No history lesson needed to enjoy director Valery Todorovsky’s immensely entertaining Hipsters, a vibrant, red velvet curtain of a musical torn from the grey pages of an Iron Curtain primer. Not that you’d be looking for a history lesson from a musical on a Friday/Saturday night movie date (big hint, fellas). Instead, take note of a slicked up, Eastern rendition of, arguably, an American invention with what might be the first Commie Musical, a world where vinyl platters are louder than bombs.
A movie with no short amount of sass, pizzazz and all sorts of jazz, Hipsters‘ story relies on the influence of two quintessential Amerikanski musicals, West Side Story and Grease (or more accurately, Grease 2, which as you might remember, is really just Grease 1, inverted). The stranglehold that Communism has on Russian culture serves as the excuse for the existence of what would be considered in the lexicon of the musical the two rival gangs, in this case the stilyagi vs. the Komsomol shock troops. But if neither the historical context nor the political terminology register easily, simply think of them as the Swing Kids vs. the Nazi kids, er, Commie kids, or in its most derivative visual code, the Colors vs. the Grays.
From their tall creepers to their sky high pompadours, the “colorful” hipsters are led by reformed and re-schooled ex-shock trooper Mels—whose rebirth into cool results in dropping the S for the more American working class sounding “Mel”–a homely-looking protagonist who is no young John Travolta, or even a young Maxwell Caulfied, for that matter. This small lapse in aesthetic doesn’t stop the hipsters from being straight out of a Minelli technicolor musical: all warm and bright colors and hot hot hot blooded, in direct contrast to the drab uniformity and cold austerity of the comrades. Despite the year being 1955, these hipsters have a penchant for the anachronistic with the occasional appearance of three-button Teddy Boy-inspired plaid suits and Mary Quant-type pencil skirt/top combos, fashion more suited for late ’70s/’80s mod revivalist confection such as Absolute Beginners than‘70s rock and roll re-imaginings like Grease. But the wardrobe stylings are probably as much an influence of the modern-day musical as it is creative license since that contemporary flair spills on over to Hipsters‘ general visual style, with its Luhrmann-esque histrionic camera effects (hyper forwards, color oversaturation) and romanticized melodrama. Yet, it’s not just Baz’s bag of tricks that inevitably and indubitably finds its way into Hipsters. In fact, this is a movie with so many disparate influences it feels like parts of it may have been directed by Nicholas Ray or Lina Wertmüller (an influence Luhrmann himself should own up) or your uncle Vanya, for that matter, which is fine by this reviewer since those scenes and their moods never feel forced but only serve as dramatic short hand strung knottily along throughout the movie’s running time of slightly over two hours.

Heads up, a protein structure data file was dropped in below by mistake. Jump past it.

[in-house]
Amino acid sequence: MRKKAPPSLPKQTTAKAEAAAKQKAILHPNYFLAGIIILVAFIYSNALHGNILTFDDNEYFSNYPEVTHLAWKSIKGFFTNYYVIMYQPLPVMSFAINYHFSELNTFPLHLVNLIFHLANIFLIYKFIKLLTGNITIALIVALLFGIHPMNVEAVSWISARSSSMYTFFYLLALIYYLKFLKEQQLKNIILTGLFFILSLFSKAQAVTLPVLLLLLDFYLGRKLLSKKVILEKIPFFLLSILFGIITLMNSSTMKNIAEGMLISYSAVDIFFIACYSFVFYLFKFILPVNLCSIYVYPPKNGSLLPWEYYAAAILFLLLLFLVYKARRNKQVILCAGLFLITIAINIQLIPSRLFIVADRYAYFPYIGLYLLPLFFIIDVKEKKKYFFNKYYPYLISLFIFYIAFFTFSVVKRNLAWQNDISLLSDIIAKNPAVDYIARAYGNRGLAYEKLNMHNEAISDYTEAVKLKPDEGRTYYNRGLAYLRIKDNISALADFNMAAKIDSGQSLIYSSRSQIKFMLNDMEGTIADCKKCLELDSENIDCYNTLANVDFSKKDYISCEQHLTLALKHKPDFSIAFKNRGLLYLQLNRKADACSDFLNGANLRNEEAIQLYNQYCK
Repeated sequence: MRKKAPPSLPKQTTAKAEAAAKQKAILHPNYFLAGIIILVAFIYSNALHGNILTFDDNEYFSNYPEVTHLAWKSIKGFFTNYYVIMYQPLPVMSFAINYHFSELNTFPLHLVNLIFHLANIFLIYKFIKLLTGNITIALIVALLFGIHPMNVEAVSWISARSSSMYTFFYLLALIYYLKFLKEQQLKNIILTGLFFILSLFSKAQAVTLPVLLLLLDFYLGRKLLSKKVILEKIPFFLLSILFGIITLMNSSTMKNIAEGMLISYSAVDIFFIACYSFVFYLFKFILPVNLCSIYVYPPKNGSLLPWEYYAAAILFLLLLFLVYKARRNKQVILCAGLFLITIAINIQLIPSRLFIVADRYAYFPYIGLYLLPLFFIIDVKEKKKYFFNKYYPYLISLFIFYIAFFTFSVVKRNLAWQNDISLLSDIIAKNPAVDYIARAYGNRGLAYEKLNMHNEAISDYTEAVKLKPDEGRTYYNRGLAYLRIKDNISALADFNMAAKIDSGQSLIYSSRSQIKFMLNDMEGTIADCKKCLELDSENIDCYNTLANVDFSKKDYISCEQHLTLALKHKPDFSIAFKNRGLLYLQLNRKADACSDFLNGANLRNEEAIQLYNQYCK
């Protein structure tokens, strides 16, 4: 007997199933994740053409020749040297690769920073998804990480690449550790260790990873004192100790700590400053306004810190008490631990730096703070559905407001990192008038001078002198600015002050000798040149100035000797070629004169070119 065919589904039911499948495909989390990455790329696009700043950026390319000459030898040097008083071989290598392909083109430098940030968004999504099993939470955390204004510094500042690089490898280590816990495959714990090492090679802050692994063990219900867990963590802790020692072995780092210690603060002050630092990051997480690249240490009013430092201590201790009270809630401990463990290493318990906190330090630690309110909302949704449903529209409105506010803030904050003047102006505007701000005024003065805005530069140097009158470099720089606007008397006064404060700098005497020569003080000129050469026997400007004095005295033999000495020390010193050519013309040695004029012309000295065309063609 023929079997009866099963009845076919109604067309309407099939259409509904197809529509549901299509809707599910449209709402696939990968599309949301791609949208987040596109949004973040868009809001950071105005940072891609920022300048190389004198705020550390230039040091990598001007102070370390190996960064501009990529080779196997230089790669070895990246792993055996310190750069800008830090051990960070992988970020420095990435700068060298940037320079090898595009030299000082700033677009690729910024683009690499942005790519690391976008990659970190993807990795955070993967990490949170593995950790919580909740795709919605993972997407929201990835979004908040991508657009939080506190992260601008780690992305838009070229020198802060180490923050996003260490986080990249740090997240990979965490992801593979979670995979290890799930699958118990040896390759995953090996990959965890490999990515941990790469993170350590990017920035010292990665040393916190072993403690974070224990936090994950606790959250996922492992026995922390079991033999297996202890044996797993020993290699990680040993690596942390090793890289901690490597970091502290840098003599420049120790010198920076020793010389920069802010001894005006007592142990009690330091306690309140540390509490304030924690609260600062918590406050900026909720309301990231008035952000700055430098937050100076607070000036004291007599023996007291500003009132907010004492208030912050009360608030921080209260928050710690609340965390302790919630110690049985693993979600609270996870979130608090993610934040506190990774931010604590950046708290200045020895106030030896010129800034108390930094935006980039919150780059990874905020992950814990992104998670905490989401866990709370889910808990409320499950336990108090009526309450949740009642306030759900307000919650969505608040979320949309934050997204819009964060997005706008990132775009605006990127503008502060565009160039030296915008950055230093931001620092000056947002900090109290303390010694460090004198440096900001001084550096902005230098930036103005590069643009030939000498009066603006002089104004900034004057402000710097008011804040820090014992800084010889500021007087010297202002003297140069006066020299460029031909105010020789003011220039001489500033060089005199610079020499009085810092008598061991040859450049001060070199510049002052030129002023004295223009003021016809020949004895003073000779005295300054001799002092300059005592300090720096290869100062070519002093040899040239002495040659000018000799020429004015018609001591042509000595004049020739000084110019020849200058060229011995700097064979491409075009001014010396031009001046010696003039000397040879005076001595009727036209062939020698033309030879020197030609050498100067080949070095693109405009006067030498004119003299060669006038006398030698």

Though the musical sequences are mostly formidable homages to post-war American music (jazz, big band, rock and roll) the most interesting number belongs to the sexually repressed commissar Katya, who’s not just the leader of the Grays but who is also in love with Mel the betrayer. With its rap-like cadence which, ironically, nicely befits the controlled order of the communist life, the piece is reminiscent of the type of stripped-down, Orwellian-inspired commercials that got directors some Hollywood attention back in the ’80s. The song is unexpected, completely out of place with the rest of the music, makes no logical sense, but yet makes all the sense in the world.
So if logic is what you’re looking for on a Friday/Saturday night, stay at home and open up a math book, for logic is not a trait that is inherent to the musical. In fact, the musical genre is downright surreal, usually pure fantasy with little regard for the harshness of reality, right up there with porn and Kurth Vonnegut’s science fiction. Case in point: Mel’s transformation to hepcat at the hands of an inspirational apparition (what’s hipper than a black saxophone player? Frankie Avalon? Yeah, right.), all the while “Sarah Vaughan Signs [not sings!] George Gershwin.” Gotta love it.
Hipsters opens at the Nuart on Friday, October 28th.